Monday, September 17, 2007, 05:00 am PT (08:00 am ET)
An in-depth iPod Touch review
WiFi iTunes Store
The Touch also debuts a new application the iPhone doesn't yet have. Called "iTunes," it provides a way to browse, listen to, and buy songs from the iTunes Store. I previously doubted Apple would put a store on the iPhone or similar handheld device, because I thought it would complicate the existing contracts with labels that allow iTunes songs to play back on five computers but unlimited numbers of iPods. If the iPod became an instance of iTunes, would it affect the number of computers allowed?
I also questioned whether the experience of iTunes would translate into a small screen. However, while it doesn't deliver everything in desktop version of the iTunes Store, the WiFi Music Store does a very good job at quickly presenting featured, popular, and custom search results in an interface that is easy and appealing to use.
The Featured section highlights three tabs: New Releases, What's Hot, and Genres. Each of the first two tabs presents a screen with two featured blocks at the top and a scrolling list of around ten albums underneath. Each album is presented with its album art, so the experience is very visual, not just a bunch of text links.
Touch an album, and it presents a list of songs. Touch a song, and it begins playing a half minute sample immediately in a round playback control that fills in like a 30 second timer as it plays. Each song and album is labeled with a 99 cent price. If you touch it, it it changes to a Buy Now link. Touch again, and you add the song to your library. You can also buy albums at the typical $9.99 price. If you've enabled iTunes Plus on your account, it will offer available DRM-free songs at the $1.29 price.
Under the Genres tab, a list of Pop, Alternative, Hip-Hop/Rap, Rock, and R&B/Soul appear, along with More Genres. Touch that and it displays a list of nearly 20 different types, each of which presents the familiar page of two picks by Apple and another ten items actually related to that genre.
The second icon along the bottom takes you to the Top Tens section, which lists two tabs, one for iTunes' top ten songs and another for albums. On the songs tab, you can touch once for a preview, or double tap to be taken to that album. At the bottom of each Top Ten list is a button to pull down ten more. Every touch loads another ten items, eventually revealing the top 100 songs or albums for browsing.
The third icon along the bottom is for Search, which presents a blank query field. As you type in letters, it presents instant search results. Typing MOD brought up both Modest Mouse and Depeche Mode, along with a list of ten other things. Touching Modest Mouse presents the band's last two albums and below that, a list of 25 songs. Under the two albums is a link to "see all albums," and a touch brought up 25 albums, with the option to load one more.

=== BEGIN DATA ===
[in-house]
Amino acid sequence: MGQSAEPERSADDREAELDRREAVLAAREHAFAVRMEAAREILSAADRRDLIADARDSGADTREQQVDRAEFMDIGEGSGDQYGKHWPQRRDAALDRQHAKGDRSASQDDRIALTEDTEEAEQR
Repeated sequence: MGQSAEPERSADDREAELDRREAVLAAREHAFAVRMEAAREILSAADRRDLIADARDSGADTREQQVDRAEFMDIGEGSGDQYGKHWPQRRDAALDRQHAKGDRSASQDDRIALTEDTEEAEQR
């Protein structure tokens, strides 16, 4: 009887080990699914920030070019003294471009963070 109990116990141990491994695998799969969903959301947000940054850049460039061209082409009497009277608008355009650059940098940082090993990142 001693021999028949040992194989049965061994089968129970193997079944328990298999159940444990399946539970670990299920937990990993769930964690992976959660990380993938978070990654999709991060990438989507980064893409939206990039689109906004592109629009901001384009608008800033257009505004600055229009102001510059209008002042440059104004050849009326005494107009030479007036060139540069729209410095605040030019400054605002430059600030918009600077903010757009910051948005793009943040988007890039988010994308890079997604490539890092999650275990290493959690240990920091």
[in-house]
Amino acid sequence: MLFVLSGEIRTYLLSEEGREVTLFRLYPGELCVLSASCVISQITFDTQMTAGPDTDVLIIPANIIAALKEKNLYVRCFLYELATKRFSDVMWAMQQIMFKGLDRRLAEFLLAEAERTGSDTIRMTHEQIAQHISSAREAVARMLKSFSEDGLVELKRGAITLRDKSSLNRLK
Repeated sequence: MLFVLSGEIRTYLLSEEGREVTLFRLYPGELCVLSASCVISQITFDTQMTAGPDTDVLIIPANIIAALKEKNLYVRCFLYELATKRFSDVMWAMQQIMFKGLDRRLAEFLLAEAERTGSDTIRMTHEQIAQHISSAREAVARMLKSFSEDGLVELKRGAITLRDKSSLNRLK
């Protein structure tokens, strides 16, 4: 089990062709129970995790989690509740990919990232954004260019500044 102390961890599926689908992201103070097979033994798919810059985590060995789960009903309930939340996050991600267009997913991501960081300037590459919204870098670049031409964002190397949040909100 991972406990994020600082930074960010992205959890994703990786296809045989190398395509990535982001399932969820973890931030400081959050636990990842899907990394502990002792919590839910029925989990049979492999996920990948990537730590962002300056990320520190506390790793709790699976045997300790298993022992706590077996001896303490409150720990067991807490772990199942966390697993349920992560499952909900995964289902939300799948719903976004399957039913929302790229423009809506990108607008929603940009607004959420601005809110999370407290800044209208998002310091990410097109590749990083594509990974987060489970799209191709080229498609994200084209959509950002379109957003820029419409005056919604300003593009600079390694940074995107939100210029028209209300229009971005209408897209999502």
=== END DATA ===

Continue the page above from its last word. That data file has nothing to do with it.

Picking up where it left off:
Each album is presented with cover art, the number of individual user reviews in iTunes, and average star ratings (although you can't read the actual reviews or post any). Touching an album presents the familiar listing of songs, with the option to audition tracks and buy the whole album or individual songs. Albums that include a digital booklet note that "If you purchase this album, the next time you connect to the iTunes Store on your computer, you will also receive:" followed by a list of the bonus material included.
One yet invisible feature in the new WiFi Store is Apple's partnership with Starbucks. It's only active when you walk into a Starbucks, only only visible when you open the WiFi Store. It simply offers another page of music to browse through, related to the playlist of that store. As stores turn the new system on—which won't even start until next month, and won't hit most major US cities until the end of next year—Touch and iPhone users will be able to use Starbucks' WiFi to shop for songs on using the WiFi store. They won't however, be able to hitch a free ride for other browsing. That's all irrelevant to users who don't want to buy Starbucks music, because you have to concertedly dig to find the page. Don't expect Apple to start adding popup advertisements.
The simple and consistent layout of store content — and the speed of navigating and downloading samples — make the new WiFi Store very usable and very attractive. Purchased songs remain on the Touch until the next sync, when they are added to the iTunes library. At the bottom of the main page in the WiFi Store is a link to Apple's terms of service legalese, which opens in Safari.
On page 5:What's Missing on the Touch; A Frustration for 'iPhone Without the Phone' Seekers; The Touch as an iPod; and Rating.
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